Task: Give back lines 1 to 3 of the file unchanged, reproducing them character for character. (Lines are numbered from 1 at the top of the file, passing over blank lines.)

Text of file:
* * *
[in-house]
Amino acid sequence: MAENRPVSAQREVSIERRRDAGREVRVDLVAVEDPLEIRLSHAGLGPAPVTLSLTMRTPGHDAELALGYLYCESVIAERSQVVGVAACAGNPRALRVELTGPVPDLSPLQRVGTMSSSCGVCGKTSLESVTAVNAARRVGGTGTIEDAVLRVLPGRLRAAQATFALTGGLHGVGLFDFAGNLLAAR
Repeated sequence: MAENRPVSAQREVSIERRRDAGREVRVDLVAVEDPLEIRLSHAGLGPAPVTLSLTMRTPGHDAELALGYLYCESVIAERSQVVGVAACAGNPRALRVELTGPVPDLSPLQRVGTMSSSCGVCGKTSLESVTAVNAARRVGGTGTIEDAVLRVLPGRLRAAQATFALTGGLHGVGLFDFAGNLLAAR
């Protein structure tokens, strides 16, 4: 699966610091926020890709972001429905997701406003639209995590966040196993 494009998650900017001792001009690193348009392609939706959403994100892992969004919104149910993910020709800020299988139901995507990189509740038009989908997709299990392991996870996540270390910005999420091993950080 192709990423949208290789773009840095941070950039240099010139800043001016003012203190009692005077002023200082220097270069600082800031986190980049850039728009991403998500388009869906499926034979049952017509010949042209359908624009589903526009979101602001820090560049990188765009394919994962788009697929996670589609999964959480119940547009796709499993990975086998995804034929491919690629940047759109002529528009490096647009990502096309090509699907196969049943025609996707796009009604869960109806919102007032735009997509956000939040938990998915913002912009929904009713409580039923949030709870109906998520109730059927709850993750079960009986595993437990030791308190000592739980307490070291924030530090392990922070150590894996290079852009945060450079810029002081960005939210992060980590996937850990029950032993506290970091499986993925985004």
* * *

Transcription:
[in-house]
Amino acid sequence: MAENRPVSAQREVSIERRRDAGREVRVDLVAVEDPLEIRLSHAGLGPAPVTLSLTMRTPGHDAELALGYLYCESVIAERSQVVGVAACAGNPRALRVELTGPVPDLSPLQRVGTMSSSCGVCGKTSLESVTAVNAARRVGGTGTIEDAVLRVLPGRLRAAQATFALTGGLHGVGLFDFAGNLLAAR
Repeated sequence: MAENRPVSAQREVSIERRRDAGREVRVDLVAVEDPLEIRLSHAGLGPAPVTLSLTMRTPGHDAELALGYLYCESVIAERSQVVGVAACAGNPRALRVELTGPVPDLSPLQRVGTMSSSCGVCGKTSLESVTAVNAARRVGGTGTIEDAVLRVLPGRLRAAQATFALTGGLHGVGLFDFAGNLLAAR